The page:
|MadSci Network: Astronomy|
You're right. If the sun went out, the Earth would freeze over very quickly. However, human technology (warm clothes, houses, and burning things for heat) would probably keep many of us alive long enough to starve to death.
The Sun warms the Earth's atmosphere by about 15 degrees C per day. That amount is offset by infrared radiation, which cools the planet by the same amount. If the sun were to turn off, the cooling would continue, and the atmosphere would drop to freezing in just a few days.
However, the warm water of the oceans represents a very large storage of heat. As the atmosphere cools, the oceans would give up this heat. My calculations suggest it would take about three months for the oceans to begin to freeze.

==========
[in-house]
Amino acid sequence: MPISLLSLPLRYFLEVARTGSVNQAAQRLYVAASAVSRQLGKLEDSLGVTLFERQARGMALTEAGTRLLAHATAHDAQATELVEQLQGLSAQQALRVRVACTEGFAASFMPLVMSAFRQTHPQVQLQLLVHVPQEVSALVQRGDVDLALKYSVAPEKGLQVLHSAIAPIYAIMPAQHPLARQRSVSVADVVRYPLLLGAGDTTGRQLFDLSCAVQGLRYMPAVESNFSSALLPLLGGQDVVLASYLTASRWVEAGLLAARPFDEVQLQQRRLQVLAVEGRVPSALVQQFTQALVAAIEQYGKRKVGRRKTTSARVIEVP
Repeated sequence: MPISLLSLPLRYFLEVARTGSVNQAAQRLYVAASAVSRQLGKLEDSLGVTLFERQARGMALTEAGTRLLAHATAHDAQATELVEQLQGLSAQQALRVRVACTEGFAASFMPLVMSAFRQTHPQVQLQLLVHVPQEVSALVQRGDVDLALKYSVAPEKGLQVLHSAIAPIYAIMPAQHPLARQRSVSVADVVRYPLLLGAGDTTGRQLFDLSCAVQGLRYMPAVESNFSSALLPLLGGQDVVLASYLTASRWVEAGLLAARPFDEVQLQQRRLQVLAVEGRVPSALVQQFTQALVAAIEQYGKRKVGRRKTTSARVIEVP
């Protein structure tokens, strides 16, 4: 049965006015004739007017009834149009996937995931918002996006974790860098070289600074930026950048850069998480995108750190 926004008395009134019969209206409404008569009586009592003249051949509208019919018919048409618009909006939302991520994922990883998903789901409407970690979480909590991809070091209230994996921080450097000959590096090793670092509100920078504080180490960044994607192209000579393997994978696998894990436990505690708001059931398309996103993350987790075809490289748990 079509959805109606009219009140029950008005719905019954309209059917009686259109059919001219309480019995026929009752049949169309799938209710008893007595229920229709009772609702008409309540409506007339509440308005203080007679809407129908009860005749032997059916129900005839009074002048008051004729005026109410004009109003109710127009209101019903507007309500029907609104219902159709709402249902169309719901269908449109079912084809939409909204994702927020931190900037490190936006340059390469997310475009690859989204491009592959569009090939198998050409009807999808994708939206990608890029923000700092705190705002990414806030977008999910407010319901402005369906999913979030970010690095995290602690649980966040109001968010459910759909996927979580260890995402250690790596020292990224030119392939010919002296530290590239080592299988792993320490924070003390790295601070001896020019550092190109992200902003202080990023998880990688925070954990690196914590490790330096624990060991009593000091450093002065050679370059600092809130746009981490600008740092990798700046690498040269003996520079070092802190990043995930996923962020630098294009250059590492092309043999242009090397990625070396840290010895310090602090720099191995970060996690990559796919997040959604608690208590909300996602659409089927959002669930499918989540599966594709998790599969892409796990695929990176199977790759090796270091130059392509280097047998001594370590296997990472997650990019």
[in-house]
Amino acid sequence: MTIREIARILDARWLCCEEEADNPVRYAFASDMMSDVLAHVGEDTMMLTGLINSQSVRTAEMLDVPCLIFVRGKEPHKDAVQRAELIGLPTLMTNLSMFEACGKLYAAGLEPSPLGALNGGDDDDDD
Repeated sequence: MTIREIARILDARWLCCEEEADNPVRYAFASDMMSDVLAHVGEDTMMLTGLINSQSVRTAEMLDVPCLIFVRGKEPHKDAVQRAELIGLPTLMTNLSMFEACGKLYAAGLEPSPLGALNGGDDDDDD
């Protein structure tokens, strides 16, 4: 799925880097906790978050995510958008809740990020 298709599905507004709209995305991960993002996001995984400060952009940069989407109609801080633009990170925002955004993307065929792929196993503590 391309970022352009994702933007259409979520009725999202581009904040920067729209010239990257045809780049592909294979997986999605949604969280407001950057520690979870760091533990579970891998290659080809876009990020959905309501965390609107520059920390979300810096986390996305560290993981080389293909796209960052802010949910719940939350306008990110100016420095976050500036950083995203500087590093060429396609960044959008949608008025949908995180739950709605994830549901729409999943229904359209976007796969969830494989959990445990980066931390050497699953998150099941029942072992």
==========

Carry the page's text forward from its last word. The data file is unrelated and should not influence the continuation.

In the meantime, the air over the oceans would be much warmer than the air over the land (since the oceans are giving up heat, but the land isn't). This means it would be warmer if you lived on a coast, but the temperature difference will create violent superstorms there.
Humanity has a few months' worth of oil and gas in storage: assuming the horrible weather prevented oil transportation, we could probably keep warm for a few months before freezing to death. Our reserves of food vary wildly depending on the country, but we generally keep more food around than fuel (because you can only harvest grain for a short time every year). So we're more likely to freeze to death than starve. The United States, with its large reserves of oil and food, its effective transportation system, and its temperate climate (most houses have heating systems), would probably last longer than most. However, billions worldwide would probably die in the first couple of weeks.
Good thing this will never happen!
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